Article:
In the 2000s-2010s there were two different series of reissue Power Boost and Overdriver pedals, a Standard Series and a Vintage Series, and there were several revisions and improvements made to them throughout the years. Most Standard Series pedals had a master volume, so that is the easiest way to identify which series it came from. They also had battery holder clips inside, attached to the upper or lower body. The early 9v Power Boost reissues had a circuit identical to the 9v Overdriver reissue, so in that sense those 9v Power Boosts were really just Overdrivers with Power Boost graphics. A master volume was added to the 9v Power Boost reissue sometime in the mid 2000s. Later, around 2012, the Power Boost reissue was given a different volume pot value so it broke up later in the knob sweep, more like the originals. The Standard Series reissues were built by Jake Rothman.

In 2008 Jake revised the Colorsound Standard Series Overdriver circuit to add a FET buffer at the input, supposedly improving the guitars tone control interaction with the circuit. The same was also done to the Standard Series Power Boost and Macaris claimed it made the circuit sound more aggressive. Other Standard Series revisions were made, including briefly adding an AC adaptor jack and power LED (circa 2012) to both the Overdriver and Power Boost, and changing the drive pot to anti-log on both, giving a wider gain spread. Macaris sold a special limited edition run of Overdrivers made by Jake in 2012 with an OC140 Germanium transitor. There was also a "Limited Run" version of the Power Boost made in 2014. The Standard Series was dropped from the line in 2016. In 2018 another Limited Run Power Boost in the Vox style wedge case was made by Jake that ran on both 9v or 18v. An "Aussie" version was also made in 2018, part of a special run Jake made for the Australian Pink Floyd band. It was basically the same spec as the Standard Series version Jake made in the early 2000s.

Beginning around 2012 Macaris began selling very accurate "Vintage Series" replicas of their original pedals. These were made as close to the original specs as posible, including more accurate silk screened graphics by Electric Warrior. The 2012 Vintage Series replica of the original Power Boost was made to run on 18v like the originals from over 40 years earlier, rather than 9v like the previous reissues. It was built by Stu Castledine, based on his 1972 Power Boost. It ran on two 9v batteries. The only real difference between his original and the reproduction is that he used a reverse-log volume pot rather a log pot. This gave it wider volume and gain sweep. In 2018 Stu also made a very accurate vintage 9v Overdriver replica for Macaris. It can be differentiated from the previous Standard Series version by the fact that it has no master volume knob on the side and has a dull black finish, rather than the shiny gray hammerite finish of the Standard. It has more distortion when the drive pot is set to maximum than the Standard Series Overdriver, and slightly less distortion than the 18v Power Boost. (Thanks to Philip, Stu, and Jake for additional info).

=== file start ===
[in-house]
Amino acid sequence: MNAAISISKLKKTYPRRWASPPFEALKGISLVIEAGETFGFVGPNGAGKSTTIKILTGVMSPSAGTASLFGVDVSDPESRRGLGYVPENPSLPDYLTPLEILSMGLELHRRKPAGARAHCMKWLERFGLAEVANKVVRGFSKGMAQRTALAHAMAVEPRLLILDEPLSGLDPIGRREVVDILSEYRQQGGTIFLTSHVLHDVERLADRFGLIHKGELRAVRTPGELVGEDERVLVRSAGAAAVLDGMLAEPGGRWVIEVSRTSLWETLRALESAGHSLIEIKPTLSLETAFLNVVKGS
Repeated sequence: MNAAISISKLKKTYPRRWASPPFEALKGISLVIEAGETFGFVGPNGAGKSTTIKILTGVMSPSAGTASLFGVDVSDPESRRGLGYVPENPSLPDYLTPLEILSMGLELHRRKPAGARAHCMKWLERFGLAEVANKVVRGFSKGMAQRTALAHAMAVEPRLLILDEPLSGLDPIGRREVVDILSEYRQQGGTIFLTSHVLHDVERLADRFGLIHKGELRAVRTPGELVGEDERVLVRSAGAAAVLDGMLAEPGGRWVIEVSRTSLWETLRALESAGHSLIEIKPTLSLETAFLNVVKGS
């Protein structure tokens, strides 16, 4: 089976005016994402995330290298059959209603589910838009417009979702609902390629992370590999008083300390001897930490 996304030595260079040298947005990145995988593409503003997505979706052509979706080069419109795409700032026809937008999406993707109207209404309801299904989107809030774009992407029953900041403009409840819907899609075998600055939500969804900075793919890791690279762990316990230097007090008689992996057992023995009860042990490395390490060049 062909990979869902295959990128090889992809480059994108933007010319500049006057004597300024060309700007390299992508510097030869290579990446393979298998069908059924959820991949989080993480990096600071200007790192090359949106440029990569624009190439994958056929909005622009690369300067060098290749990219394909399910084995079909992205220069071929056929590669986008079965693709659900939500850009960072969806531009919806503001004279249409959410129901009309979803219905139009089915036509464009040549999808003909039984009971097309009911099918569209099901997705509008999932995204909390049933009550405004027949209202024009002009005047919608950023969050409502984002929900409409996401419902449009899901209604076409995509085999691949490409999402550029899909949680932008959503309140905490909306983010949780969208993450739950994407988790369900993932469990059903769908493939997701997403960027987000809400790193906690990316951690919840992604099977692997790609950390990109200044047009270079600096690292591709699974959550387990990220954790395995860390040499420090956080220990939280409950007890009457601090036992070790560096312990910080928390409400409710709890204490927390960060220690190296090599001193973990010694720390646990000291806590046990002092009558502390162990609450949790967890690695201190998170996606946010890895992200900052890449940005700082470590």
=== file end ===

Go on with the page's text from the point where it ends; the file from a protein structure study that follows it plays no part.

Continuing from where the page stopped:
I'm sure I am missing some other variations of the reissues, but suffice it to say, there were many!

CLONES - There have been numerous, less expensive clones made of the Power Boost/Overdriver over the years that include built in master volumes. Too many to list or keep up with, but Gilmourish.com always has a good llist of the alternatives available. A few clones I have tried that sound good are the Throbak Overdrive Boost, Vick Audio Overdriver, Buffalo FX Power Booster, Vintage FX Colordrive, and Prescription Electronic RX Overdriver. Most of these sound like they were inspired by the originals and do not sound exactly like the original Sola Sound pedals I own, but are very close. The 18v Buffalo FX Power Booster is one of the better ones. A Boss BD-2 Blues Driver also gets in a similar tone territory.

MINUMUM VOLUME MOD - If you desire the master volume pot on your Master Volume 9v Power Boost or Overdriver reissue to go closer to zero instead of the stock mimunum volume, you can do this simple mod. Remove the 82ohm resistor (circled in red in the photo below) coming off the ground pin of the volume pot. Run the wire straight from that pin to the board, without the resistor. (thanks to Jake Rothman for the mod)

Colorsound Overdriver Mods

REDUCED GAIN MOD - If you do not like the trademark clipping spike on your Master Volume 9v Power Boost or Overdriver reissue when the volume/drive pot is set to maximum fuzz (although who would not like this?) and desire the gain to be reduced slightly for more of an overdrive sound, you can remove the 10uF electrolytic capacitor under the volume pot and run a wire in its place. This will reduce the gain by 6db. (thanks to Jake Rothman for the mod)